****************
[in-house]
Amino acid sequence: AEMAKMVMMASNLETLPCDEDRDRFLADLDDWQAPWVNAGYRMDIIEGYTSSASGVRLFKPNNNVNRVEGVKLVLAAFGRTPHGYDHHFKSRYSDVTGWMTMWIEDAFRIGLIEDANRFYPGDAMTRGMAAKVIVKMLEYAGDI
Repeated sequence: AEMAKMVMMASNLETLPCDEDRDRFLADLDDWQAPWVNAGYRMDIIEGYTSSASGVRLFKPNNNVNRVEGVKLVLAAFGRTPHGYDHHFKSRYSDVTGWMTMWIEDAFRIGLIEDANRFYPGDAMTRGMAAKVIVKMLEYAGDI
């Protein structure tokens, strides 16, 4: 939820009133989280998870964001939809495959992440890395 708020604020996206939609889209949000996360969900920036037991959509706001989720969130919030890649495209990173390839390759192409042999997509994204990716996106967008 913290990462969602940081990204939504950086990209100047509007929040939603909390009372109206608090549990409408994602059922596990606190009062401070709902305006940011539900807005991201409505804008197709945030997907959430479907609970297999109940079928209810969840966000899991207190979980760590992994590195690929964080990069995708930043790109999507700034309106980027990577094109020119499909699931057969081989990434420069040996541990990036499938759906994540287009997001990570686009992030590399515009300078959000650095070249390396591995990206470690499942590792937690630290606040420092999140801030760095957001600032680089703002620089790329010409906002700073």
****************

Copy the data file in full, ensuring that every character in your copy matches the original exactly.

[in-house]
Amino acid sequence: AEMAKMVMMASNLETLPCDEDRDRFLADLDDWQAPWVNAGYRMDIIEGYTSSASGVRLFKPNNNVNRVEGVKLVLAAFGRTPHGYDHHFKSRYSDVTGWMTMWIEDAFRIGLIEDANRFYPGDAMTRGMAAKVIVKMLEYAGDI
Repeated sequence: AEMAKMVMMASNLETLPCDEDRDRFLADLDDWQAPWVNAGYRMDIIEGYTSSASGVRLFKPNNNVNRVEGVKLVLAAFGRTPHGYDHHFKSRYSDVTGWMTMWIEDAFRIGLIEDANRFYPGDAMTRGMAAKVIVKMLEYAGDI
């Protein structure tokens, strides 16, 4: 939820009133989280998870964001939809495959992440890395 708020604020996206939609889209949000996360969900920036037991959509706001989720969130919030890649495209990173390839390759192409042999997509994204990716996106967008 913290990462969602940081990204939504950086990209100047509007929040939603909390009372109206608090549990409408994602059922596990606190009062401070709902305006940011539900807005991201409505804008197709945030997907959430479907609970297999109940079928209810969840966000899991207190979980760590992994590195690929964080990069995708930043790109999507700034309106980027990577094109020119499909699931057969081989990434420069040996541990990036499938759906994540287009997001990570686009992030590399515009300078959000650095070249390396591995990206470690499942590792937690630290606040420092999140801030760095957001600032680089703002620089790329010409906002700073």